Wednesday, November 11, 2009
It was announced at an office meeting last week that Design Associates would not be giving out raises again this year, plus we have to take six unpaid days off: the day after Thanksgiving and the week between Christmas and New Year's (Xmas Eve + four days before Jan 1st). Also, we had to take all of our vacation days by the end of the year, and we couldn't take those days during the furlough day spans and use the furlough days elsewhere between now and December 31st--they had to be separate. Ouch. Audrey was the one who made the announcement, and as the words fell from her lips, the room got a little quieter, stiller, chillier. As we all stood up to leave the meeting, Liz murmured, "Y'know, being at 36 hours all year, we've been on furlough."
The mandatory time off leaves me with mixed emotions, mostly because I have a job to work on, and that job is for Howie. When the time comes that I have to take off my vacation time before the furlough starts, will Howie remember that it's mandatory and neither I nor anyone else is going to work for free? Remember folks--the majority of employees at DA are hourly, not salary, so we only get paid for time we work and conversely one is hard pressed to make us work hours that we're not paid for. As fees on projects have been compressed and we're all handed the typical white-collar cliches--worker smarter not harder, do more with less, optimize procedures, etc.--Howie has told us that "things have changed." Projects require that we find ways to maintain quality but don't use as much time (and therefore fee) as we used to use. Fair enough, but at some point we've squeezed out all the air. It takes what it takes to make a project solid, thorough, and well coordinated. There's no optimizing our strategic input--it takes what it takes to check four pages of interior elevations on a 20,000sf hospital expansion. But there's quality, and there's Howie quality. Quality is doing one or two sets of redlines; Howie quality is doing four or five sets of redlines that take up your entire eight-hour day working on a 6,000sf project with a super lowballed fee. We can do quality work, but if you want to fuck around with the floor plan for a whole day, it takes time...time that I have to be at the office but aren't supposed to be because I can only work 36 hours a day and have to take some of my vacation time soon. And that time translates into fee that we don't really have, do we? And we can't always be doing micromanaging maniac-style quality when we have $12.35 left in our budget. As you've said, Howie, things have changed.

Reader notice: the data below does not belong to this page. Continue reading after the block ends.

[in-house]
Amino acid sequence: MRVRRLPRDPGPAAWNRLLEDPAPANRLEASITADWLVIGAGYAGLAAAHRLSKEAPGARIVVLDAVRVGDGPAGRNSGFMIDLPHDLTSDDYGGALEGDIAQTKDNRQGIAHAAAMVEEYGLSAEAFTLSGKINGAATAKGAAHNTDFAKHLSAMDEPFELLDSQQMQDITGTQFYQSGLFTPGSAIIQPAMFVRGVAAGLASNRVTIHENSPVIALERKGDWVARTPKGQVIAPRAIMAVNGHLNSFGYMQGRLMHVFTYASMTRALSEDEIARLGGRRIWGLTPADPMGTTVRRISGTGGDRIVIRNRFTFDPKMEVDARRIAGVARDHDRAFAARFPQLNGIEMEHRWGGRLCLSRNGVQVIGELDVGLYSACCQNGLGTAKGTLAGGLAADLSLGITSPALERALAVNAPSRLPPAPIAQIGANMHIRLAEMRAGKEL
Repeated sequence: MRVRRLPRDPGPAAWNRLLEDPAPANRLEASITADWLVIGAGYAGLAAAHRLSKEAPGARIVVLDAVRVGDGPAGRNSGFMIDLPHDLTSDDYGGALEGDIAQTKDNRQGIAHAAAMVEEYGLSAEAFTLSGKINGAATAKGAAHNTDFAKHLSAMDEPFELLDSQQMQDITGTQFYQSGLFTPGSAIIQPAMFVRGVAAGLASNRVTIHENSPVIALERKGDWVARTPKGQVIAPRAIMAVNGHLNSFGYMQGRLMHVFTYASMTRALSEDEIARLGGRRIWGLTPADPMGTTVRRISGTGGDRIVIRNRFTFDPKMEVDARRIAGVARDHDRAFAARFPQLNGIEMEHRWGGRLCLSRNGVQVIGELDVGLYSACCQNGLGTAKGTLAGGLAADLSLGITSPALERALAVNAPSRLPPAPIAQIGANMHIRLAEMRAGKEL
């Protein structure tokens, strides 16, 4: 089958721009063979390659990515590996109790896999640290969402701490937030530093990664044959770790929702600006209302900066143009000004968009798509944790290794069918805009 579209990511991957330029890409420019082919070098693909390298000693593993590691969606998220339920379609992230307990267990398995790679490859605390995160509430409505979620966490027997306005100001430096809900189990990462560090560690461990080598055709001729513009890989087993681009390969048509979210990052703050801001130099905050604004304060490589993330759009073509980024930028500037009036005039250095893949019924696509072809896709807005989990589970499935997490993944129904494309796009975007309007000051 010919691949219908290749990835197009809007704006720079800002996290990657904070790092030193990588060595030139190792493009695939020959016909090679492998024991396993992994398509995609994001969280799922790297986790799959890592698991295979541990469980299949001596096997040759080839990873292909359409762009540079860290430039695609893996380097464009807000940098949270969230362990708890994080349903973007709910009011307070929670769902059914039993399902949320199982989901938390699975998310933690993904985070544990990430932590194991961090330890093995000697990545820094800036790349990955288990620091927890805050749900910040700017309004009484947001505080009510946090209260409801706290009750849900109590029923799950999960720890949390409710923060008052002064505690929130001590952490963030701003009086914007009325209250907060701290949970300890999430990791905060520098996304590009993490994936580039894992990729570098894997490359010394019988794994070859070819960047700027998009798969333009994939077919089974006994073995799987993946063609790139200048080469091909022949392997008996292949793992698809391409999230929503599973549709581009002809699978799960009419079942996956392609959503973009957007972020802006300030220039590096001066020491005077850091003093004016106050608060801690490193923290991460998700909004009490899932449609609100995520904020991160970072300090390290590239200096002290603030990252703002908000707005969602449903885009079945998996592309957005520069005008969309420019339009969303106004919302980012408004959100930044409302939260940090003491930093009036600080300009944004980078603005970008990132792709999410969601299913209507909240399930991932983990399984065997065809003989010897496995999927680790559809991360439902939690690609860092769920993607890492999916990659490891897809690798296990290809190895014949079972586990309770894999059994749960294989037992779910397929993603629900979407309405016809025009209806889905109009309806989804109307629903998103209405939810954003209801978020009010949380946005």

I feel really bad for the interns that are left at DA. Interns Timmy and Kimmy, for example, are very fast at drawing and rendering and doing things in Photoshop and Illustrator and so on, and they bill cheaply to the client ($60-$70/hr, whereas I'm more like $100/hr). Hence, project managers are constantly keeping them busy and dragging them back into the office when they're supposed to be gone (to stay at 36 hours) to work on stuff for cheap, so then they have to keep a running tally of that time and take it later as comp time, but then yet another manager keeps them late one night and drags them in on another day they're supposed to be off, and they can never seem to take the comp time. So here these interns are with a bunch of comp time they can't take, along with a bunch of vacation time they have to take, and oh, yeah, they have some unpaid days coming up too.
The whole situation sucks. And yes, I know the city of Denver and many state employees as well have had furlough days this year, and I know that there are people who are still on unemployment after a year or more. But the fact that people have been starving in Cambodia for thirty years doesn't make the more-recently starving Somalians feel better. So it is with my colleagues and me. Guy and I are figuring out how to make the missing week's worth of pay work out for us, and I'm sure we'll get by fine. The real challenge in all of this for me is this: how do I make sure I use my forced free time for writing and working on my upcoming presentation and not spend it cleaning the grout in the bathroom floor tiles? That may be the biggest problem that I'm up against, even more so than the lack of fundage. If the guilt over my productivity doesn't kill me, the sudden unfamiliar rush of procrastination just might.
I think I have a few writers out there in teh interwebz--how do you avoid housecleaning and get your writing done instead?